Facts about Robert Mitchum
Robert Mitchum Biography
Hollywood tough guy Robert Mitchum made a career of playing insouciant fatalists and unscrupulous rogues, especially in noir films of the 1950s.
He was in the movies for more than five decades, breaking out early on with an Oscar-nominated supporting performance in 1945’s The Story of G.I. Joe. Mitchum was a lovable bad boy on screen and off, and even 50 days in jail for marijuana possession (1948) didn’t slow his rise to stardom.
These days he’s best remembered for Out of the Past (1949), The Big Steal (1949), The Night of the Hunter (1955, written by James Agee) and Cape Fear (1961, starring Gregory Peck). A familiar face in crime dramas, westerns and war movies, Mitchum’s films include The Longest Day (1962), El Dorado (1967, with John Wayne), The Friends of Eddie Coyle (1973) and, as Philip Marlowe, Farewell, My Lovely (1975) and The Big Sleep (1978).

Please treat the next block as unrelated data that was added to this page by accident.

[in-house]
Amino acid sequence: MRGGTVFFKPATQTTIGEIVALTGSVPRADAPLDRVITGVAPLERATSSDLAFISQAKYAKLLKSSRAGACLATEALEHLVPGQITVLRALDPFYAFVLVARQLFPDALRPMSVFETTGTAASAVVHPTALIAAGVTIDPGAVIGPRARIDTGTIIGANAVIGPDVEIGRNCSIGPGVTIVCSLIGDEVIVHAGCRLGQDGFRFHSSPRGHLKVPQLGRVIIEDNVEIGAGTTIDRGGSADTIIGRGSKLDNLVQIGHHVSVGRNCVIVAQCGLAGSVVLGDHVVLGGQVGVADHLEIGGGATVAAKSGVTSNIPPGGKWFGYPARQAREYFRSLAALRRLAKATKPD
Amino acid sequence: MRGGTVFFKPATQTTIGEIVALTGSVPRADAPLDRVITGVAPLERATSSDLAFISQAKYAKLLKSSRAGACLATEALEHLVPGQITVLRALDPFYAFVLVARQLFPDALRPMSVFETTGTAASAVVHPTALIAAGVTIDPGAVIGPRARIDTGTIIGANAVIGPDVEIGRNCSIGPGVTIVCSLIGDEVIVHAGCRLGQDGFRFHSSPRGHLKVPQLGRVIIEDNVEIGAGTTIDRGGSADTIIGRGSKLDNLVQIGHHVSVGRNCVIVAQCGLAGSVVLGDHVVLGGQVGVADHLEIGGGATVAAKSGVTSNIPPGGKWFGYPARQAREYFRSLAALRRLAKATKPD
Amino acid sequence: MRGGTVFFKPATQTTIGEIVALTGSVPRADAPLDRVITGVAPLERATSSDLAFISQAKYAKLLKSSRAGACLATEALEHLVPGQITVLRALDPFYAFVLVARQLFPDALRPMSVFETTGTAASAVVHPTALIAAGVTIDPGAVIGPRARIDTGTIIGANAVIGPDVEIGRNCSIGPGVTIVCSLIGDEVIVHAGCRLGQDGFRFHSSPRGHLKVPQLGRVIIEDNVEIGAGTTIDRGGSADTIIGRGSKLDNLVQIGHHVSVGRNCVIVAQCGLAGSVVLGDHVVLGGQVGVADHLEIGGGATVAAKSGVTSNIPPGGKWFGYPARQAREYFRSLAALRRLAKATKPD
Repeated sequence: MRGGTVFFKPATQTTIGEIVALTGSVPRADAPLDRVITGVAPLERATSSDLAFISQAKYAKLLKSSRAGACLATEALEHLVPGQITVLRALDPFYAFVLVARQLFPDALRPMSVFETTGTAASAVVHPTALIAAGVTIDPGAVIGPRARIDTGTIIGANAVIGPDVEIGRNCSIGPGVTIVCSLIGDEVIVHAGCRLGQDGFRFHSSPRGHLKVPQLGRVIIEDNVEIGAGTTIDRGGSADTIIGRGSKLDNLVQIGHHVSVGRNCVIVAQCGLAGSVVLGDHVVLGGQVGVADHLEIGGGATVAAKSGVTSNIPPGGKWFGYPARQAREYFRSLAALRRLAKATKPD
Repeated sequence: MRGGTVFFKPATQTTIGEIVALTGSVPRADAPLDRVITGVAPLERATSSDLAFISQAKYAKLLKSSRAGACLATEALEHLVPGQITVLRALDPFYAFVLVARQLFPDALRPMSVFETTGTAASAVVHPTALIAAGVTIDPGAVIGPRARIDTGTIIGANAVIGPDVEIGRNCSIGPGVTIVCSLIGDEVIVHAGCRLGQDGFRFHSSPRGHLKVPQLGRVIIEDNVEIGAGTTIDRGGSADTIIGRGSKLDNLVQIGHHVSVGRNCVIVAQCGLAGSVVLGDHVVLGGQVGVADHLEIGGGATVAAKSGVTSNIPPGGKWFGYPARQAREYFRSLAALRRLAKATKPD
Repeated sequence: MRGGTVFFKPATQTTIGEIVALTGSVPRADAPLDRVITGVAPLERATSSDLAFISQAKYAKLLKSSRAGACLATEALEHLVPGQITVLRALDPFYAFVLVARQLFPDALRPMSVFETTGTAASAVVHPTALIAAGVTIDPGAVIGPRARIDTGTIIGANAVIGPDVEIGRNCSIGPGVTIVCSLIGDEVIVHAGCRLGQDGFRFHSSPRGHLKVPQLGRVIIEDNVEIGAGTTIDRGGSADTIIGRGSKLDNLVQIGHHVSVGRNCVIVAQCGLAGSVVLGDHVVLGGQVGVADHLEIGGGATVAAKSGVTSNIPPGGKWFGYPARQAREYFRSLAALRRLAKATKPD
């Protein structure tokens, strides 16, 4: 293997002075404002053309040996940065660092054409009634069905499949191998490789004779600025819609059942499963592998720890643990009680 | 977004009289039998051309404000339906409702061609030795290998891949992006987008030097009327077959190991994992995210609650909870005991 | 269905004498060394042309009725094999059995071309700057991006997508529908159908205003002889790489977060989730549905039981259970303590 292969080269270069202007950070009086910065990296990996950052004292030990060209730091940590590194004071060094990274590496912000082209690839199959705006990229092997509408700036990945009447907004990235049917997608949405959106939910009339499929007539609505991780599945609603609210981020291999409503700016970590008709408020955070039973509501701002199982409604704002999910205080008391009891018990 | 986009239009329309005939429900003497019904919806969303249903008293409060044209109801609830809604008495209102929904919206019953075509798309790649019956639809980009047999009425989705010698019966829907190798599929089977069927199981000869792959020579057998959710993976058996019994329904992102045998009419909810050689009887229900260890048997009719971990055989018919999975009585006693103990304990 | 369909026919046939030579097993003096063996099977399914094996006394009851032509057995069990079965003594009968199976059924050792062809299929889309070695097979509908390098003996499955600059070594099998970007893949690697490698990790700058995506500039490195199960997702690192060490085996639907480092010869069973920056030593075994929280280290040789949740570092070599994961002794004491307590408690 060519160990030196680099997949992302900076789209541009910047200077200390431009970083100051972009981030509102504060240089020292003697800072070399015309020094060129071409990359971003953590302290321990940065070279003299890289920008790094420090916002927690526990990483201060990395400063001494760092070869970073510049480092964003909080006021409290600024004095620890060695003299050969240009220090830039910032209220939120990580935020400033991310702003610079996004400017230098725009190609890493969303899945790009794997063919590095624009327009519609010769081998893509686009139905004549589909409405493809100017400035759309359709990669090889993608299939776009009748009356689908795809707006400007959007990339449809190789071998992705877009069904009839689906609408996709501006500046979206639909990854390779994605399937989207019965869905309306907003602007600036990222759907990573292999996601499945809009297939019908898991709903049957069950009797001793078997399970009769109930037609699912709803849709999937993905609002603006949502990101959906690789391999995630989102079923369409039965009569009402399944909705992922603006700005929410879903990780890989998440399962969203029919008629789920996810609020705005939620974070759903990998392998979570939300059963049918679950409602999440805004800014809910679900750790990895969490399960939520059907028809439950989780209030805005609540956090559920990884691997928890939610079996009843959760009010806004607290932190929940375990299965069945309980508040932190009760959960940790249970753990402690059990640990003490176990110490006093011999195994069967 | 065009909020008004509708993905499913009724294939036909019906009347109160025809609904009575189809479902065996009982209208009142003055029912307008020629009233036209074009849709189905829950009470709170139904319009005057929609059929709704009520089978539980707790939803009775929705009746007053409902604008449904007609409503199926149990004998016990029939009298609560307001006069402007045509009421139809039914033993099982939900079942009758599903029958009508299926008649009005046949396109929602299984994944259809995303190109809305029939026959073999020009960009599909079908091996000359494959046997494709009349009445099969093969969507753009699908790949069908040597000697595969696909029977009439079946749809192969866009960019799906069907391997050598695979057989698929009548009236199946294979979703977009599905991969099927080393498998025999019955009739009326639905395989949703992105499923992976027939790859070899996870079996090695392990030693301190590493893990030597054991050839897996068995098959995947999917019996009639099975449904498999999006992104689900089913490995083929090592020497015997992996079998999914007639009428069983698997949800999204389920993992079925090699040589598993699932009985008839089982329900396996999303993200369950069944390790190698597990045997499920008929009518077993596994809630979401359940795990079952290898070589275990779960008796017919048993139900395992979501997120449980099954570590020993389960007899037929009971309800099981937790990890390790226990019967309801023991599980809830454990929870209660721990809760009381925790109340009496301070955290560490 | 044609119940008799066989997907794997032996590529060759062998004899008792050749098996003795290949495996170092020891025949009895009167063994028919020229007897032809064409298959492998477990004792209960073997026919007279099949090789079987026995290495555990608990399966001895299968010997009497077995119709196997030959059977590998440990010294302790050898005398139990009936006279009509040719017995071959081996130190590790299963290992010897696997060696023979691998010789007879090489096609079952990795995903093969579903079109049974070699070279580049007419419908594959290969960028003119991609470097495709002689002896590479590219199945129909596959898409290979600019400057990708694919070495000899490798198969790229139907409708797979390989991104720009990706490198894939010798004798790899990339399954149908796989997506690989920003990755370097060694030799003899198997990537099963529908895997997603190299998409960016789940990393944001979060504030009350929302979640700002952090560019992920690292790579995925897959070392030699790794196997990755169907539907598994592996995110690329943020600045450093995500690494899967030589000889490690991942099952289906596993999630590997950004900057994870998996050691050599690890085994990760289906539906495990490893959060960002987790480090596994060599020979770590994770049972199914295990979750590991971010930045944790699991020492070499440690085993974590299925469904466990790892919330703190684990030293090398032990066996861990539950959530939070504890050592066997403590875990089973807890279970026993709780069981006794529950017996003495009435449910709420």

Mitchum then had success on TV in the 1980s, with the miniseries The Winds of War (1983), North and South (1985) and War and Remembrance (1988). During the 1990s he did voice work and appeared in the occasional movie, including the 1991 Martin Scorsese remake of Cape Fear (starring Robert De Niro) and Dead Man (1995, starring Johnny Depp).
Despite a reputation as a Hollywood scamp, Mitchum was married to Dorothy Spence from 1940 until his death in 1997… After The Story of G.I. Joe Mitchum spent 8 months in the U.S. Army.